The judge that Ignacio González wanted
Given what happened with Kitchen and María Dolores de Cospedal, it is inevitable to remember that conversation that Eduardo Zaplana and Ignacio González had, when they recommended the return of Manuel García Castellón to the National Court. Perhaps they remember that story. I told it in great detail in 2017, in this previous article: The strange case of the judge who wanted to charge less and work more.
Zaplana and González – now both indicted for corruption – were recorded by the Guardia Civil in a compromising conversation. Both thought that nobody heard them. They were both very careful with the phone, but they could not imagine that the UCO had installed microphones in Gonzalez’s office where they had met to conspire. It was 2016 and Gonzalez was very worried because it was going badly. Despite the fact that Rajoy was presiding over the Government, the Ministry Justice did not stop him from being cuddled[achuchar] by the courts.
The quotation that I cite now is not a reconstruction: it is a literal paragraph of that recording, from November 22, 2016.
Ignacio González: “Let’s see, Eduardo. We have the Government, the Ministry of Justice I don’t know what and such. And listen, we have a judge who is provisional… You promote him… I tell him, let’s see, come here. What is the place that you have? Onteniente, fuck Onteniente and let the incumbent come here, I’ll deal with the incumbent, fuck!”
The provisional judge who had to be sent “to fuck Onteniente” was Eloy Velasco. A conservative judge – he had been director general of Justice of the Generalitat with Zaplana and Camps – but who at that time was tightening the screws on the PP. The head judge with whom González was planning to deal with, the judge he preferred to have as an instructor of his criminal case, was Manuel García Castellón.
Said and done. Gonzalez’s prediction was fulfilled. Something that not only happened with this example: he also got it right with the appointment as head of Anticorruption of Manuel Moix.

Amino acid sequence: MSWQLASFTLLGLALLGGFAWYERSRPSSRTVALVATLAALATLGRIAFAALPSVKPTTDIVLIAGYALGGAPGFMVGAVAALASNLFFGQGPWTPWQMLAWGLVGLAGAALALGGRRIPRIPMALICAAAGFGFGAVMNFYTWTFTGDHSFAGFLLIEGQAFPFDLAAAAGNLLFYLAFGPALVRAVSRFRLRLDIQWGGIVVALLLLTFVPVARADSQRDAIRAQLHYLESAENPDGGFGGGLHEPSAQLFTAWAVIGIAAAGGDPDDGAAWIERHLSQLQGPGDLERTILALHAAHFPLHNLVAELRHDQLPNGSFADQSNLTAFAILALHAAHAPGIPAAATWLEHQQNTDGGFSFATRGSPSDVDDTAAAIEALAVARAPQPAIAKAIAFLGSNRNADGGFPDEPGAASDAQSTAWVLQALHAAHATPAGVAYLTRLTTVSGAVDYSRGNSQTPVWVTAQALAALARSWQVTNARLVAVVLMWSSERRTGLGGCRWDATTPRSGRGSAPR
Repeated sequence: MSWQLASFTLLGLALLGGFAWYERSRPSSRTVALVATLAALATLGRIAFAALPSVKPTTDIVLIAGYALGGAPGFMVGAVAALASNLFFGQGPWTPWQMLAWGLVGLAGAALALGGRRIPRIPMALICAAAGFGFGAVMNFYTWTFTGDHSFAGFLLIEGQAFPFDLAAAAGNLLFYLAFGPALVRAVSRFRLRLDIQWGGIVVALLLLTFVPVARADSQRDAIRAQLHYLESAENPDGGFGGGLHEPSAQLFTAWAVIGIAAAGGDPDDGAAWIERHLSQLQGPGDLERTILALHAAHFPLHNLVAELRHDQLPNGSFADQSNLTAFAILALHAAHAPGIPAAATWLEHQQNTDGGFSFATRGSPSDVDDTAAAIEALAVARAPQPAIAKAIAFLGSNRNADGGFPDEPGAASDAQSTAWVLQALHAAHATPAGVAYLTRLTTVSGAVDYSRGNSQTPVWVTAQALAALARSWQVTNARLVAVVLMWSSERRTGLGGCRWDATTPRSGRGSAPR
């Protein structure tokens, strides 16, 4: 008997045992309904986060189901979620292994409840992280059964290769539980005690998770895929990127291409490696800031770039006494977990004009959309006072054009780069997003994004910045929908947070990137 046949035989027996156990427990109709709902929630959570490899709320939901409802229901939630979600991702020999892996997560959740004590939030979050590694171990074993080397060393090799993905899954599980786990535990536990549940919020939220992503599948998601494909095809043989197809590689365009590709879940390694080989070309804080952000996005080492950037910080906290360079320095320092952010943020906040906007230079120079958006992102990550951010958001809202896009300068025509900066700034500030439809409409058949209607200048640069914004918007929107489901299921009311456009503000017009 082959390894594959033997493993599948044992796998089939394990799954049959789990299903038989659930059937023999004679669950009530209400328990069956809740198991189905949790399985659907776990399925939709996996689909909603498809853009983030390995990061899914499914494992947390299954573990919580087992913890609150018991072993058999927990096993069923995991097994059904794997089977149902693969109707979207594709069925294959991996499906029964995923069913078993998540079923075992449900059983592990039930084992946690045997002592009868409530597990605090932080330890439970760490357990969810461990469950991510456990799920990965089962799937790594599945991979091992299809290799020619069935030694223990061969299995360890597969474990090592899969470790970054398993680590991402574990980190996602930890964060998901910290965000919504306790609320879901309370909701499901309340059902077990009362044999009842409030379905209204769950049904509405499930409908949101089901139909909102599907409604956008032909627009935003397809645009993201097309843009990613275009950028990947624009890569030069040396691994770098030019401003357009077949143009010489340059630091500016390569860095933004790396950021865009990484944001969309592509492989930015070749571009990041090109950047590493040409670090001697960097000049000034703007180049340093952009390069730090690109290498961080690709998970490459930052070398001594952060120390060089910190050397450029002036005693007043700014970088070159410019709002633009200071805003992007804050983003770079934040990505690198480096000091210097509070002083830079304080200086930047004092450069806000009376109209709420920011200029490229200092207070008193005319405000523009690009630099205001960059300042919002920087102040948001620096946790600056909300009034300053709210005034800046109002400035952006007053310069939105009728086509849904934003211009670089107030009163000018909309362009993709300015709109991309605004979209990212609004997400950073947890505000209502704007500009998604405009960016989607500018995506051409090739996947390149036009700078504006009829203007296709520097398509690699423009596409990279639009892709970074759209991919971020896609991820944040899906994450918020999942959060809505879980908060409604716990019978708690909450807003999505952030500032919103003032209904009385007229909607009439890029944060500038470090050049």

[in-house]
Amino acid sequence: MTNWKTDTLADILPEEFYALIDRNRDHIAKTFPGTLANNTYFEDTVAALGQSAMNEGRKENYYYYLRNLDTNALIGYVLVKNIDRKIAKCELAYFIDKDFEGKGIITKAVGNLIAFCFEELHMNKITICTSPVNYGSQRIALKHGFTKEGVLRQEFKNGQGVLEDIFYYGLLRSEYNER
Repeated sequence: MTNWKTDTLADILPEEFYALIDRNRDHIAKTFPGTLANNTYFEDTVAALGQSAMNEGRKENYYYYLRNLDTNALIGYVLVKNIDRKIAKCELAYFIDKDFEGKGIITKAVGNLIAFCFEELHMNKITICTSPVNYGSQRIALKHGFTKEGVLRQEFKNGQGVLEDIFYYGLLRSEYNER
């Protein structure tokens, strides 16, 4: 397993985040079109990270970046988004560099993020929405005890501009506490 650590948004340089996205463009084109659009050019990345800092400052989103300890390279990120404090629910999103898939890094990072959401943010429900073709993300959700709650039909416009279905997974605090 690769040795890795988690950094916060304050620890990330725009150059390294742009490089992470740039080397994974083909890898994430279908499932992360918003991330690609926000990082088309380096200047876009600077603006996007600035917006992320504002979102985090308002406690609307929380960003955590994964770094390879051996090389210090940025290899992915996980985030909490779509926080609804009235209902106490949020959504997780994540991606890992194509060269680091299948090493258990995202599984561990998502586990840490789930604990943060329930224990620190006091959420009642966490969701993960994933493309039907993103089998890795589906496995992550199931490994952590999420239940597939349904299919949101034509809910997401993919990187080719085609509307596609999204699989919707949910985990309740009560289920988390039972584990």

It was obvious that the corrupt Gonzalez had very good information. According to the summary, he talked a lot with the Minister of Justice at the time, Rafael Catalá. Or with Enrique Lopez, today Justice Counselor of Ayuso and then judge of the Audiencia Nacional. Or with Enrique Arnaldo, today judge of the Constitutional Court. Or with Pedro González Trevijano, today president of the Constitutional Court.
Eloy Velasco was not sent “to take it up the ass to Onteniente”. The right wing is more refined. The CGPJ (the same PP members who today break the law) promoted him to the Appeals Chamber of the Audiencia Nacional. The court he occupied was put out to competition: the Central Court of Instruction number 6 of the Audiencia Nacional. But in due course, before some uncontrolled judge arrived, Manuel García Castellón returned to the court he had left 17 years earlier.
Return to the Audiencia Nacional
Some biographical data to explain his career and his return to the court where he works today. Manuel García Castellón passed the competitive examinations on August 9, 1982. He joined the conservative association, the APM, where he became the treasurer. After some unimportant first positions, in 1993 he joined the National Court. First as a reinforcement judge: a position that is usually decided by the CGPJ in a discretionary manner. His first assignment was to replace Baltasar Garzón in Central number 5, when he ran for election on the PSOE lists. Later he became the head of Central number 6.
There he handled several high-profile cases: the investigation of Banesto, the kidnapping and subsequent murder of Miguel Angel Blanco and the ETA attack against Aznar.